The TV revolution
Matt Britton, founder and CEO of social marketing agency Mr Youth (now MRY), discussed today's broken television model and predicted future changes for the future of the box at the Share.Like.Buy 2012 millennial marketing conference in New York City.
“I believe that television is going to be disrupted in a big way,” Britton said.
While Britton acknowledges that brands often throw their marketing dollars into the $60 billion TV market to remain “risk free,” he says the DVR revolution, cable costs, viewer experience, and a lack of portability make television more of a gamble than brands realize.
“Television is broken,” Britton said.
The benefits of television advertising started to dwindle upon the rise of DVRs, he said. Now, 81% of consumers invest in DVR to dodge television spots, a practice that's led to time-shifted viewing and consumers that watch what they want, when they want. According to Britton, only 52% of television viewing is done live, with sporting events and award shows making up the majority of live-watched programming. Considering the percentage of consumers that fast-forward through commercials, approximately $25 billion in advertising dollars is being flushed down the drain, Britton said.
Because television ads aren't raking in the dough like they used to, cable companies have turned to consumers to cover expenses by increasing monthly costs, some charging more than $140 a month, said Britton.
“At what point is it going to enough?” he asked.
Additionally, Britton referred to the television viewing experience as “atrocious,” claiming that while online and mobile user experiences have improved and become more personalized, television has remained stuck in its ways. For instance, what a network schedules for Wednesday night at 7 in the evening may not be what a consumer wants to view.
“It does not know who you are...this does not work for consumers," said Britton, who added that television's lack of mobility and smooth streaming prevents it from progressing with the times.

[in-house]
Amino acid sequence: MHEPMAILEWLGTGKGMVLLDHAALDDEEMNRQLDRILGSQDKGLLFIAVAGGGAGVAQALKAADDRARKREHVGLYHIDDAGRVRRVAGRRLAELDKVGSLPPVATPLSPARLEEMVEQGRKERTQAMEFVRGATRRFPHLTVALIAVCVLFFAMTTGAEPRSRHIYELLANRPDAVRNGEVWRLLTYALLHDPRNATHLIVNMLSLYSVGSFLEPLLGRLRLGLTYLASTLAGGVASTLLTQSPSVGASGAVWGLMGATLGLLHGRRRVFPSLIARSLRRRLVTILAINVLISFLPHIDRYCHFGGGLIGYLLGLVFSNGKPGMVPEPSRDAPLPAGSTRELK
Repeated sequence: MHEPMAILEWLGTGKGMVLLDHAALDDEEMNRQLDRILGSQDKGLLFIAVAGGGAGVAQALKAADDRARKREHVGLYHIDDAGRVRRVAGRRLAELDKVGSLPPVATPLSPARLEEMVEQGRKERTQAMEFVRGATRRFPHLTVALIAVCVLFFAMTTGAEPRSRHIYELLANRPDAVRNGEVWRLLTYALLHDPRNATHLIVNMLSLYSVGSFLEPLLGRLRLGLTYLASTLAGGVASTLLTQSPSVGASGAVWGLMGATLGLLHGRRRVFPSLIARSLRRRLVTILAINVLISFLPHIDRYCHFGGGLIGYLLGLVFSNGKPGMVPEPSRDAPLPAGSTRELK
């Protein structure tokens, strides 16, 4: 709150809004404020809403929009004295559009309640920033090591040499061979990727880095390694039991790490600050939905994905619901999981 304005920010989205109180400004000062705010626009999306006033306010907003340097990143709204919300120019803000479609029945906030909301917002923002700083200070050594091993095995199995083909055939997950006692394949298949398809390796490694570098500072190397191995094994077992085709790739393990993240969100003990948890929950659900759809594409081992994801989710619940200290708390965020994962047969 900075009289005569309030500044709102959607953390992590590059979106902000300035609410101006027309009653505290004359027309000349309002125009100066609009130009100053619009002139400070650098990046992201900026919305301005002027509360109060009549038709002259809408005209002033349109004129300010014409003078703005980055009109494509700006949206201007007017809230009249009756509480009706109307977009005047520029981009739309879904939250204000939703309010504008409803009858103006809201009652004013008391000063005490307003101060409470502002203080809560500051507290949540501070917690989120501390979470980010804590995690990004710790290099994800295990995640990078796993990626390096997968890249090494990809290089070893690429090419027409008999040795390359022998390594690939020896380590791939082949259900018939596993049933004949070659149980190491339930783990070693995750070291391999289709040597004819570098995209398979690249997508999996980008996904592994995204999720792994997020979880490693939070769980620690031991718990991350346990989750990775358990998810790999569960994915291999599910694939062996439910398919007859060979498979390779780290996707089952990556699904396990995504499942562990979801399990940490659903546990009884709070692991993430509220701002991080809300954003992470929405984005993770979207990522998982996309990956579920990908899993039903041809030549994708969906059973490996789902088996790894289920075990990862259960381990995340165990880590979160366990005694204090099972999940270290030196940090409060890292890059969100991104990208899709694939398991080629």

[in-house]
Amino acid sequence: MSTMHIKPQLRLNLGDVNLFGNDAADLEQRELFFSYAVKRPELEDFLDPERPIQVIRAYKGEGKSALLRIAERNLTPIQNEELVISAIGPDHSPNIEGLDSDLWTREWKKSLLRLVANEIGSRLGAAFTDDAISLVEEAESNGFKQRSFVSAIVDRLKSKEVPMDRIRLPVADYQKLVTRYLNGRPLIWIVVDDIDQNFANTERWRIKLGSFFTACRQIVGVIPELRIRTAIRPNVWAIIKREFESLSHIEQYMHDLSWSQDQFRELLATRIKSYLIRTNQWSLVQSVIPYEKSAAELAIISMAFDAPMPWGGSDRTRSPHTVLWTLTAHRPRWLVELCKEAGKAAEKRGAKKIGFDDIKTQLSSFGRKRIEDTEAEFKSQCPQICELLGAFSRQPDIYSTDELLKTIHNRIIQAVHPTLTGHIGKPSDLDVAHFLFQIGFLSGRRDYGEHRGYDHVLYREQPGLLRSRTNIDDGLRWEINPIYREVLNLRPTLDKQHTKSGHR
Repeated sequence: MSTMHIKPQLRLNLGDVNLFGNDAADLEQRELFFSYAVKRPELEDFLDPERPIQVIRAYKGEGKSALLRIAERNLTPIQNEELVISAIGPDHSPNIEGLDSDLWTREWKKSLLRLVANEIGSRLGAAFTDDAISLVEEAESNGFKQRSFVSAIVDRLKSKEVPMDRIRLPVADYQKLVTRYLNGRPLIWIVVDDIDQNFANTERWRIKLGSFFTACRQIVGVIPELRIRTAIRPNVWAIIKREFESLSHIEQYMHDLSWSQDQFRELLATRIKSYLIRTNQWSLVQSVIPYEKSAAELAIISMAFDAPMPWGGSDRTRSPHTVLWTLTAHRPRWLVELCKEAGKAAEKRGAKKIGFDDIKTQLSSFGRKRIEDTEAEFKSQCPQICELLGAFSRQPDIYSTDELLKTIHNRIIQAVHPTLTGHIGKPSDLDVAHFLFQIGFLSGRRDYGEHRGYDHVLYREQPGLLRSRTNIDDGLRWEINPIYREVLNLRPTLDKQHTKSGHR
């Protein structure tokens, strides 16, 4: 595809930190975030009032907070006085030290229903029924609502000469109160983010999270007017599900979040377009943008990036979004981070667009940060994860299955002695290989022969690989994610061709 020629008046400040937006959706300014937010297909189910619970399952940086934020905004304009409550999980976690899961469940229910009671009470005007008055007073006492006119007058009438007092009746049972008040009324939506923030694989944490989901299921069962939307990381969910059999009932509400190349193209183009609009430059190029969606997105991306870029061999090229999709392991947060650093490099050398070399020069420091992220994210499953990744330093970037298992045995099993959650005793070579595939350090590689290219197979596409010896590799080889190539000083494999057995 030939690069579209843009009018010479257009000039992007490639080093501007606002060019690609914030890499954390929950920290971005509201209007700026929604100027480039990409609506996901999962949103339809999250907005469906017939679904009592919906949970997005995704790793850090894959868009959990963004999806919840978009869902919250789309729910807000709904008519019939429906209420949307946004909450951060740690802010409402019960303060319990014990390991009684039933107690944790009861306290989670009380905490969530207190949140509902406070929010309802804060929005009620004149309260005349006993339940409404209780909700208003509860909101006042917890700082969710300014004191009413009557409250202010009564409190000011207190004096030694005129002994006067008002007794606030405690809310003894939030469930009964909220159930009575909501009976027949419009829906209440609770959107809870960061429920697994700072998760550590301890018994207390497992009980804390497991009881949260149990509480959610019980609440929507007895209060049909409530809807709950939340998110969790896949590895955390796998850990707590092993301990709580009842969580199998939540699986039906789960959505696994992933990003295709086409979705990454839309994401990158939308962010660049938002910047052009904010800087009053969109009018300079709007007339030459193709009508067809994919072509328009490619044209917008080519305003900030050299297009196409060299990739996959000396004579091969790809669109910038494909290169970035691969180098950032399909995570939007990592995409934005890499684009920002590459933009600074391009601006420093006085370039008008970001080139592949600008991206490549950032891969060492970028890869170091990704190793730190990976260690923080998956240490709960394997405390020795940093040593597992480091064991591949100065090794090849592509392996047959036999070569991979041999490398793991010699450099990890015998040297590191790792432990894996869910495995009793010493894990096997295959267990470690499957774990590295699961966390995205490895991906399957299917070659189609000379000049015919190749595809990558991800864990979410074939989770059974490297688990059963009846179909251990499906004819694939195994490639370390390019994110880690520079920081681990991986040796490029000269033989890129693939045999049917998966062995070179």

As a result, a growing number of consumers are, as Britton referred to it, “cord cutting”—forgoing their cable boxes to find, create, and directly stream content from other sources, such as the Internet.
To get the television industry back on a profitable track, Britton predicts that Microsoft, Apple, and Google will challenge the cable companies by shifting from the flat screen to all screens, from remote controls to tablets, and from TV listings to search engines.
Starting with Microsoft, Britton said he anticipates the “undervalued” organization will convert the Xbox from a game system to a distribution model in order to mobilize content. To make the Xbox the “center of consumers' living rooms,” Microsoft would need to replace the chunky remote with the Microsoft Slate and incorporate Bing, instead of TV listings, to allow viewers to search for preferred content, Britton said.
Likewise, Britton inferred that Apple's iPad would serve as a TV remote and that Siri would replace television listings for an Apple-televised platform. “They have the devices,” Britton said.
However, Britton says he expects Google to take a slightly different approach. As the owner of YouTube, Google would generate its own content and provide YouTube-exclusive videos. Google's well-established search engine and purchase of Motorola positions the company to launch a successful mobile television platform, he said.
Yet, Britton acknowledged that not every consumer watches the same shows and that tying in a social component would create a more personalized viewing experience.
“There's a data layer that we're missing from TV,” said Britton. “I think Facebook will end up being the data layer.”
By incorporating Facebook, Britton says uses would be able to share televised content with friends and that networks could provide their consumers with more targeted content.
“[Facebook] is the company that is going to reinvent television,” Britton said.
Likewise, Britton said Twitter lists could replace network curators by allowing television viewers to see what other people, such as celebrities or sport heroes, are tuning into.
To help organizations prep for the “TV revolution,” Britton advises capitalizing on social signals, becoming a content creator, dispensing said content to exclusive audiences, boosting community ecosystems, and investing in data and CRM platforms.